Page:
A plea filed before the Delhi High Court by a devotee of spirirual leader Maa Amritanandmayi has raised the question of whether a court can order a ban on a book.
In a petition filed before the court on Thursday, C Muralidharan filed a writ petition seeking a ban on the book “Holy Hell: A Memoir of Faith, Devotion and Pure Madness”, written by Amritanandamayi’s former aide Gail Tredwell, who had lived with her in the ashram between 1981 and 1999.
In his plea, the petitioner has not only sought a ban on the circulation of the book in India but also asked for directions to the central government to take up the issue of a ban on the circulation of the book online across the globe.
Saying that “crores of devotees” considered the spiritual leader as an “incarnation of god”, the plea alleged that the book was a “deliberate” attempt to “demean Hindu gods, saints and mythology”. The book, which was released amidst controversy earlier this year, has raised allegations of financial mismanagement and abuse at the ashram.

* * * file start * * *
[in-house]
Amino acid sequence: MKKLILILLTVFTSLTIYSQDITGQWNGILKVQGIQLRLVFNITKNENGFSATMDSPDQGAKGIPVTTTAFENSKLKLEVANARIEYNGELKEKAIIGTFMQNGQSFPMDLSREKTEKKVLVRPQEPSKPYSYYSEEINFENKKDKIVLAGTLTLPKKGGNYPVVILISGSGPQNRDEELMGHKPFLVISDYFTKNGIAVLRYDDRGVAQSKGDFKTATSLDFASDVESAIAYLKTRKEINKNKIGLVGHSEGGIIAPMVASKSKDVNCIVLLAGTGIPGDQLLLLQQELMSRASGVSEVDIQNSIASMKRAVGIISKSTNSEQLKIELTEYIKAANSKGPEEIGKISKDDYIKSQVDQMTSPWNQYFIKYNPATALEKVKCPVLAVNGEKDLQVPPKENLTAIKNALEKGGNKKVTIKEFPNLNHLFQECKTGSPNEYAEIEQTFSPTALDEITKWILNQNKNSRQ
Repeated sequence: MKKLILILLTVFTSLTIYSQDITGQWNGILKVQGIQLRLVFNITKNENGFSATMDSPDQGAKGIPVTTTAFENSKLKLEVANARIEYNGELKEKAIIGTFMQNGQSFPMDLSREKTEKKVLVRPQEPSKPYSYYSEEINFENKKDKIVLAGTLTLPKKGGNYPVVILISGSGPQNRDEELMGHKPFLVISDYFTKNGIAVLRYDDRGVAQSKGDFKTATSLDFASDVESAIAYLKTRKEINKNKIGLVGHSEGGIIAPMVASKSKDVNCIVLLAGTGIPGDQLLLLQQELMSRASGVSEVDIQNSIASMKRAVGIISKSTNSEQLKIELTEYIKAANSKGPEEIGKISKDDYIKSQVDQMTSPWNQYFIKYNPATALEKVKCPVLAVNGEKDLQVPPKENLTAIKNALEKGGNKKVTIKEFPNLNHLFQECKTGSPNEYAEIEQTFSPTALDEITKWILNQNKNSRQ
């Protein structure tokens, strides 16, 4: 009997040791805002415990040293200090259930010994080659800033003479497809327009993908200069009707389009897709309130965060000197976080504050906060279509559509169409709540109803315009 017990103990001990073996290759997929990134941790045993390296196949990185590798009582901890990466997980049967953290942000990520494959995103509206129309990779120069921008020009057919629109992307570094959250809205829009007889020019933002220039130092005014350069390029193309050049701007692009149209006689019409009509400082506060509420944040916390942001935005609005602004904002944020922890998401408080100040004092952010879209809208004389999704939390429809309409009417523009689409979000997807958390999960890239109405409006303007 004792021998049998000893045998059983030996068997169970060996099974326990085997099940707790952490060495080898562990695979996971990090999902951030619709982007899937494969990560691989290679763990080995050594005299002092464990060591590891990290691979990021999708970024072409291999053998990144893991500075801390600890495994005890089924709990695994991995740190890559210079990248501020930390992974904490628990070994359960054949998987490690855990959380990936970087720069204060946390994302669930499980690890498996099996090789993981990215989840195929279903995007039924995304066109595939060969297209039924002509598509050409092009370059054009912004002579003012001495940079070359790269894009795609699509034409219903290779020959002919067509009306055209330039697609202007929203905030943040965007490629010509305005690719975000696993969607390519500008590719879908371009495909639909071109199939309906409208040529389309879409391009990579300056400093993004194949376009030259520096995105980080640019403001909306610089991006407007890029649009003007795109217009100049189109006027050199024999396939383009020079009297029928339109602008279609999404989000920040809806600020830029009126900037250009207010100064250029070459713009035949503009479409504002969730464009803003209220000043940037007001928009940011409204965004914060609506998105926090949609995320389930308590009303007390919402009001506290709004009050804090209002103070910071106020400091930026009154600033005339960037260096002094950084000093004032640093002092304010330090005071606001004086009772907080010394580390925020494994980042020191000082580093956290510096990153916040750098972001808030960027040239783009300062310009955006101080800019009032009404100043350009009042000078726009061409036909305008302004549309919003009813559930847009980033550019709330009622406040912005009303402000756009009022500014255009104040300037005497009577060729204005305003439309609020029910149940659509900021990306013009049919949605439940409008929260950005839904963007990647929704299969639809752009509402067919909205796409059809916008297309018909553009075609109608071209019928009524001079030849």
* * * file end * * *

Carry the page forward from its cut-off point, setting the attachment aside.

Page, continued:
During the hearing before the court of Justice Manmohan on Thursday, Muralidharan’s lawyers argued that the book “outraged the religious feelings” of crores of devotees.
The court, however, questioned whether a court of law could ban any book. “Courts do not ban books. The government does that. You approach them… Show me a judgment by which the apex court has banned any book,” said the court. The case will now be taken up next week.
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